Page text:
Note: As part of a hypothetical platform for the Presidency, this page serves as an FAQ page. For the other pages, see www.johnfial.com/campaign/

Update History 2023:

  • 2023-June: Expanded “starting small”.
  • 2023-June: Added nuclear question, expanded “starting small”, added links to statistical odds
  • 2023-03-22: Made private page as I brainstormed with a (paid) branding specialist

Why campaign? What’s your motivation? And why campaign as a nobody, as an average American?

I neither cared for both major candidates in 2016, but sadly, I did not vote in either party primary. Realizing that I would turn thirty-five years old (the minimum Presidential age) before the 2020 election, I wanted to take personal responsibility for myself in 2016, and began considering what I would personally campaign on. For more, see this brief essay: “35.” (from 2017)

For my child(ren), and for our future.

Do you really want your finger on the nuclear arsenal?!


What kind of monster would want the power to destroy cities with her mind?

There are so many candidates, do you really expect to win?


There are currently 1,212 candidates registered, including 323 in my party. I am well aware of the odds, especially as the media sees it. [2023-06-10]
No self-respecting veteran would campaign without the actual intention to win. Those doing so without the intention to win are following one of two paths, either:
1. Attempting to use fame as a tool to their own personal advantage — which disgusts me! — or,
2. Shooting for the moon so that they at least land among the stars. That, I suppose, is OK.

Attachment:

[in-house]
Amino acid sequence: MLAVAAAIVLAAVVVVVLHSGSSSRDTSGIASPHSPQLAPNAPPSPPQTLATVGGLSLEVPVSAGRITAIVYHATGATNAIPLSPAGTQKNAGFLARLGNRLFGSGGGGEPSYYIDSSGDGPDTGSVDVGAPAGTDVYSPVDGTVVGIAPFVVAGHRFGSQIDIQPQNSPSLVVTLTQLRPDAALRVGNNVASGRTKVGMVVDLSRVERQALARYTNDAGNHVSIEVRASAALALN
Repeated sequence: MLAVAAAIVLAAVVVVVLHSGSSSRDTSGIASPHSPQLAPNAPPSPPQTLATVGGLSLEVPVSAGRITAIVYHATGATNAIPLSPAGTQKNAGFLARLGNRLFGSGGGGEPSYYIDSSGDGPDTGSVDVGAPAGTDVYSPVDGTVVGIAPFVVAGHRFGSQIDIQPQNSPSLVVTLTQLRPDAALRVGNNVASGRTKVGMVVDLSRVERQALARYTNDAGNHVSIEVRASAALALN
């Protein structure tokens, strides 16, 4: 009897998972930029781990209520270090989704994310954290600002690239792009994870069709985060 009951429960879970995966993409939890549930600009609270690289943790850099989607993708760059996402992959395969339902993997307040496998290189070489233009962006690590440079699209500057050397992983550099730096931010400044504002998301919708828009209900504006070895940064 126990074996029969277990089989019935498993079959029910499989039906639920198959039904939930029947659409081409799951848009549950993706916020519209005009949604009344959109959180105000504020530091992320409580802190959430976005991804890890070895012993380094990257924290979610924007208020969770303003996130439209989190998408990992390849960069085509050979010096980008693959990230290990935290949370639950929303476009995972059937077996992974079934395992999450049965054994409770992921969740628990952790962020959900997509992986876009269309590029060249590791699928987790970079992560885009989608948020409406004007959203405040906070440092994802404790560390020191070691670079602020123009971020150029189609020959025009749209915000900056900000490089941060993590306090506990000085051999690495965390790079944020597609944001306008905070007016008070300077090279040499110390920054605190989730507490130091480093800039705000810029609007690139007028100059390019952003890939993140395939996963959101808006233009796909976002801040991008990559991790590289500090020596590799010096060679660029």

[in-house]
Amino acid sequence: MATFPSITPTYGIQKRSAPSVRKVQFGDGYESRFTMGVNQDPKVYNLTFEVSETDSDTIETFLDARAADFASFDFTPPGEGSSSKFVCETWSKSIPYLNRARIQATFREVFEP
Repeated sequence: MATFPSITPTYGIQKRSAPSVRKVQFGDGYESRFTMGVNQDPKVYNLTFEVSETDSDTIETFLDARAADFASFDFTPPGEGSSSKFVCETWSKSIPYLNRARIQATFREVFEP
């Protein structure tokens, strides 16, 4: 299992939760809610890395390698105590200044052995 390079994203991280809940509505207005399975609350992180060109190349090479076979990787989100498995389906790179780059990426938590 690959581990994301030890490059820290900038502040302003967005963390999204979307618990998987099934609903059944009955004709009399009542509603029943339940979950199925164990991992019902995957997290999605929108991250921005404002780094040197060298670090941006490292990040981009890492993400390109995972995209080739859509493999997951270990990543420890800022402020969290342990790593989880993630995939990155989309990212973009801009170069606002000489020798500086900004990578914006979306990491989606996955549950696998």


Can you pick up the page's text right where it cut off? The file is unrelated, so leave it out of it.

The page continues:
The difficulty is that it is really impossible to know someone’s internal motivation(s).

Why not start small?

Why not campaign for a lower, smaller, more local position first?

Two reasons — first, a disrespect for those who simply treat these lower offices as “career stepping stones,” and second, a desire to leave the White House before young children are teenagers or older.

First, I am starting small: with neighbors, family, and friends.

Politics should not be a career.

The thinking in the suggestion to “start small” is that to “ascend” to the office of the Presidency, one should volunteer in the local community, enter local politics, campaign for a state position or maybe something in the U.S. House of Representatives, and then maybe, just maybe, campaign for the Presidency.

In other words: politics as a career — with the Presidency at the top/end of that career path. Both those concepts are terrible, and I vehemently reject them. Politics should not be a career. Plumbing, medicine, carpentry, software, business, banking, fishing… many things can be careers for 10-30 years or more. Elected politics absolutely not be. Normal working people should temporarily leave their jobs/careers for 2-10 years, maximum, serve as politicians, and then go back to their workforces and communities. That way, the people “who represent us” actually come from the communities they supposedly represent. After you’re a politician for 10+ years —  Leahy, McConnell, Shelby, Grassley, Collins, McCain, Wyden, Biden, etc. — you’re no longer a member of the community which you’re trying to serve. Time to get out. Hence most of us agreeing on term limits.

MLK Jr., in his most famous speech, dreamed of a day when we might judge each other by the content of our character, not by the color of our skin. In other words, by our ideas and actions, but not by externalities or the superficial.

These positions — from the local school board to U.S. Senators — should not be used as stepping stones for the Presidency. Obama did that*, as did many others, including about 1/3 of Presidents who have first been Governors. The Governor of a large US State is, I think, the single most similar job possible to the US President. And yet no experience can prepare an American for the position of President… The experience must come from their lives, and how they run their campaigns, and their goals, and the current culture and winds of change in the country, and god, and everything….